The Standard Face Lift
The most common standard lift is a SMAS facelift. SMAS refers to submusculoaponeurotic system, a layer or sheet of fibrous tissue that underlies our facial fat layer. The soft tissues constituting the face are in layers with the skin on the surface then a layer consisting of fat, mixed with a layer of connective tissue, and the SMAS layer. The SMAS layer of the face separates the deeper facial structures such as facial movement muscles, nerves and other structures that are not as affected by aging as the soft tissue.
Although the SMAS facelift produces a longer lasting and more natural look than a lift in which only loose skin is pulled tight, skin-only facelifts, first introduced decades ago, are rarely used today.
The SMAS facelift is sometimes referred to as a ‘muscle pulling lift’, because surgeons often describe it as tightening the muscle (SMAS) layer. Although it is clearly an improvement over skin only facelifts, a SMAS facelift only has a minor effect on the deeper tissues and still can require skin pulling to achieve the result.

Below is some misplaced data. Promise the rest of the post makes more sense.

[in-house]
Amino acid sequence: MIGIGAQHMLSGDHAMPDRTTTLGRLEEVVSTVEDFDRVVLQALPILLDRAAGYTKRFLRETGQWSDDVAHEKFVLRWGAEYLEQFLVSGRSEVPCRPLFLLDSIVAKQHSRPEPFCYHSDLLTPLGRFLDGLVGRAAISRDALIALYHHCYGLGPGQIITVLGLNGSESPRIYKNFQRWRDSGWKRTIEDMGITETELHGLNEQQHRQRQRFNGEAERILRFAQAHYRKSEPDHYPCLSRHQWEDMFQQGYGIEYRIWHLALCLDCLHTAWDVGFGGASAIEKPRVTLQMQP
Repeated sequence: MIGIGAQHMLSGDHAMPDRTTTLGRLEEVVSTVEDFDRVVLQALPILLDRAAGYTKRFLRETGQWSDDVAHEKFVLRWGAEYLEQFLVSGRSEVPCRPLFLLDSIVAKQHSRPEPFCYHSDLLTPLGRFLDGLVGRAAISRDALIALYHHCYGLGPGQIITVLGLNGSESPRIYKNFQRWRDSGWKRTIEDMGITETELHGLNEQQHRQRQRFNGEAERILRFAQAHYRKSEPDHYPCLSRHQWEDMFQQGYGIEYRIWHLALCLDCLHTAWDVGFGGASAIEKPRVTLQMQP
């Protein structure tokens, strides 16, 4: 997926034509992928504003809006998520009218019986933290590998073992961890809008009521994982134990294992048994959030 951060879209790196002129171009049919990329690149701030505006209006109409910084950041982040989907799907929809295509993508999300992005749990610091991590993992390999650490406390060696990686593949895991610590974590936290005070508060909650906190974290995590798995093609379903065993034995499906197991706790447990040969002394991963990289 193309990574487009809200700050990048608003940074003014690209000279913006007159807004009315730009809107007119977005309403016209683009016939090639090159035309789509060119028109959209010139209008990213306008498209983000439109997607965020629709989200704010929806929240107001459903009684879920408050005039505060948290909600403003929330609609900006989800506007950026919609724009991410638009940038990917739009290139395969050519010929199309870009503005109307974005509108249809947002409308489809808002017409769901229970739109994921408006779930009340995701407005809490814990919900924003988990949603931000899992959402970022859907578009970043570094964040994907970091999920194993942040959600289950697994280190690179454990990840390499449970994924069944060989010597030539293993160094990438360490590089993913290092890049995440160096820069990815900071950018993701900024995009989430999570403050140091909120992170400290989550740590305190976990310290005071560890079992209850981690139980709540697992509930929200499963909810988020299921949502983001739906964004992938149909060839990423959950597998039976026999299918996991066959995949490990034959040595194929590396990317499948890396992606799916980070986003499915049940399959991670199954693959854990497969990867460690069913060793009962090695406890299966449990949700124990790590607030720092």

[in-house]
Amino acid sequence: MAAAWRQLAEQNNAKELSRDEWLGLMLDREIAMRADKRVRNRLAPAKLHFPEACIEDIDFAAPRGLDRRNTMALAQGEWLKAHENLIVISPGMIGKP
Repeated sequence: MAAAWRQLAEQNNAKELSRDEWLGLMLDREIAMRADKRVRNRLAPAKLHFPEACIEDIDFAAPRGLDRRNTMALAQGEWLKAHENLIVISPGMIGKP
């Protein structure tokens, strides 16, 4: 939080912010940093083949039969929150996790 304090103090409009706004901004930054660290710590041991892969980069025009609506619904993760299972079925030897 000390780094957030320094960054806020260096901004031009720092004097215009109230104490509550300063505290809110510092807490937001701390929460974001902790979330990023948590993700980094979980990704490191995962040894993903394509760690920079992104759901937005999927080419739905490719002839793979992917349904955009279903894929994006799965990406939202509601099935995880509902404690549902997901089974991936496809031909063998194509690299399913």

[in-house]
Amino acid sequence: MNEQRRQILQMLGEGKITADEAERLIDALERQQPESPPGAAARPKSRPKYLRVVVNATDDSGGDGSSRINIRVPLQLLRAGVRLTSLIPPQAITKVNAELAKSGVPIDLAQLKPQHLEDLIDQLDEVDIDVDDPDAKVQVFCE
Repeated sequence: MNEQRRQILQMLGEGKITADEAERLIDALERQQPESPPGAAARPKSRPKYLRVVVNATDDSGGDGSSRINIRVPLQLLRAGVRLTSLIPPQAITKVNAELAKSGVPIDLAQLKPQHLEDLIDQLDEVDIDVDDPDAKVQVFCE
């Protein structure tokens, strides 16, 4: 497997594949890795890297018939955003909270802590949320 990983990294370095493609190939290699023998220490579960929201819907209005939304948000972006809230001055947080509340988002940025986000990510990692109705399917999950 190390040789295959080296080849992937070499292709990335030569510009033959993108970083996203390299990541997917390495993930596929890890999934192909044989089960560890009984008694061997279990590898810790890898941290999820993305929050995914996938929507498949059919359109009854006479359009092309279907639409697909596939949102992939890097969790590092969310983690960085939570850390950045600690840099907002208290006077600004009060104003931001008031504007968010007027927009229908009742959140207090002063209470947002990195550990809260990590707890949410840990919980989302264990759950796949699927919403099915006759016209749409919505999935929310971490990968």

The SMAS lift is the procedure that showed the public the importance of approaching aging changes by repositioning the deeper drooping tissue, not the skin. It was this procedure that led the plastic surgery community to the benefits of pure deep tissue repositioning and the development of more sophisticated facelifting techniques such as deep-plane facelifting.
The Midface Lift
As the name states, a midface lift affects the midface region (from under the eyes to the jawbone). Replacing the out-dated minilift, this cosmetic surgery procedure uses a more limited version of the deep-plane technique and is aimed at people with earlier, more isolated facial aging changes. Patients are typically in their late 30’s to 40’s.
Since a smaller region is being treated shorter incisions lines are needed. But similar to the standard deep-plane technique, only the deeper layer is repositioned and tightened, avoiding any pulling on the skin layer. Natural results are ensured.
This technique is effective in restoring the fat pads on the cheekbone, producing a more “mounded,” youthful cheek. This lift also diminishes the nasolabial fold and facial hollows more than the SMAS facelift does. The midface lift does not affect the jowls or neck; nor does it involve the removal of loose skin in the neck, which is done with a full deep-plane facelift.
Since a smaller region of the face is affected, recovery can be quicker, often less than two weeks.